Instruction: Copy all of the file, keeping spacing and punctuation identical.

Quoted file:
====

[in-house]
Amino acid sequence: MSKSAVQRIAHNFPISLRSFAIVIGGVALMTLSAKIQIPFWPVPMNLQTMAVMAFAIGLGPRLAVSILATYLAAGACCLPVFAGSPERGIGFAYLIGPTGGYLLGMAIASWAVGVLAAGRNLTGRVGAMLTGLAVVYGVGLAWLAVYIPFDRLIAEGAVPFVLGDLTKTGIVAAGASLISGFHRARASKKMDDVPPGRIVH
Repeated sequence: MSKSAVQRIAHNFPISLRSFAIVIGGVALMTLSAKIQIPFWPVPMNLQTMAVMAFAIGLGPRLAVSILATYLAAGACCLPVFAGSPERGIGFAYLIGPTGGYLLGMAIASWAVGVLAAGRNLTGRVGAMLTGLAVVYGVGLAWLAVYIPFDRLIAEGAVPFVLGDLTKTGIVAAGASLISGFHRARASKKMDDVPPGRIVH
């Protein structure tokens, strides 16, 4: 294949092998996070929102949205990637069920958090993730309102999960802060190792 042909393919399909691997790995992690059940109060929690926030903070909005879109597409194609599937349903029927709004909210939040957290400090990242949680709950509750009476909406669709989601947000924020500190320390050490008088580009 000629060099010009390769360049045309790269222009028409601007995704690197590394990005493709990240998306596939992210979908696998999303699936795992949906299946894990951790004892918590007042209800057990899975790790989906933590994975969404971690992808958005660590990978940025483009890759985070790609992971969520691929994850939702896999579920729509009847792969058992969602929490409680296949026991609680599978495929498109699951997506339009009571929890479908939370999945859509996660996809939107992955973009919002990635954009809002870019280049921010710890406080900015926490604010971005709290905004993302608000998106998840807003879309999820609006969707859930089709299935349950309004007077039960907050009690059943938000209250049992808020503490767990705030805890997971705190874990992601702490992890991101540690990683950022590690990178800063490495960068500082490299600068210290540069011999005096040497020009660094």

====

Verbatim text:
[in-house]
Amino acid sequence: MSKSAVQRIAHNFPISLRSFAIVIGGVALMTLSAKIQIPFWPVPMNLQTMAVMAFAIGLGPRLAVSILATYLAAGACCLPVFAGSPERGIGFAYLIGPTGGYLLGMAIASWAVGVLAAGRNLTGRVGAMLTGLAVVYGVGLAWLAVYIPFDRLIAEGAVPFVLGDLTKTGIVAAGASLISGFHRARASKKMDDVPPGRIVH
Repeated sequence: MSKSAVQRIAHNFPISLRSFAIVIGGVALMTLSAKIQIPFWPVPMNLQTMAVMAFAIGLGPRLAVSILATYLAAGACCLPVFAGSPERGIGFAYLIGPTGGYLLGMAIASWAVGVLAAGRNLTGRVGAMLTGLAVVYGVGLAWLAVYIPFDRLIAEGAVPFVLGDLTKTGIVAAGASLISGFHRARASKKMDDVPPGRIVH
């Protein structure tokens, strides 16, 4: 294949092998996070929102949205990637069920958090993730309102999960802060190792 042909393919399909691997790995992690059940109060929690926030903070909005879109597409194609599937349903029927709004909210939040957290400090990242949680709950509750009476909406669709989601947000924020500190320390050490008088580009 000629060099010009390769360049045309790269222009028409601007995704690197590394990005493709990240998306596939992210979908696998999303699936795992949906299946894990951790004892918590007042209800057990899975790790989906933590994975969404971690992808958005660590990978940025483009890759985070790609992971969520691929994850939702896999579920729509009847792969058992969602929490409680296949026991609680599978495929498109699951997506339009009571929890479908939370999945859509996660996809939107992955973009919002990635954009809002870019280049921010710890406080900015926490604010971005709290905004993302608000998106998840807003879309999820609006969707859930089709299935349950309004007077039960907050009690059943938000209250049992808020503490767990705030805890997971705190874990992601702490992890991101540690990683950022590690990178800063490495960068500082490299600068210290540069011999005096040497020009660094």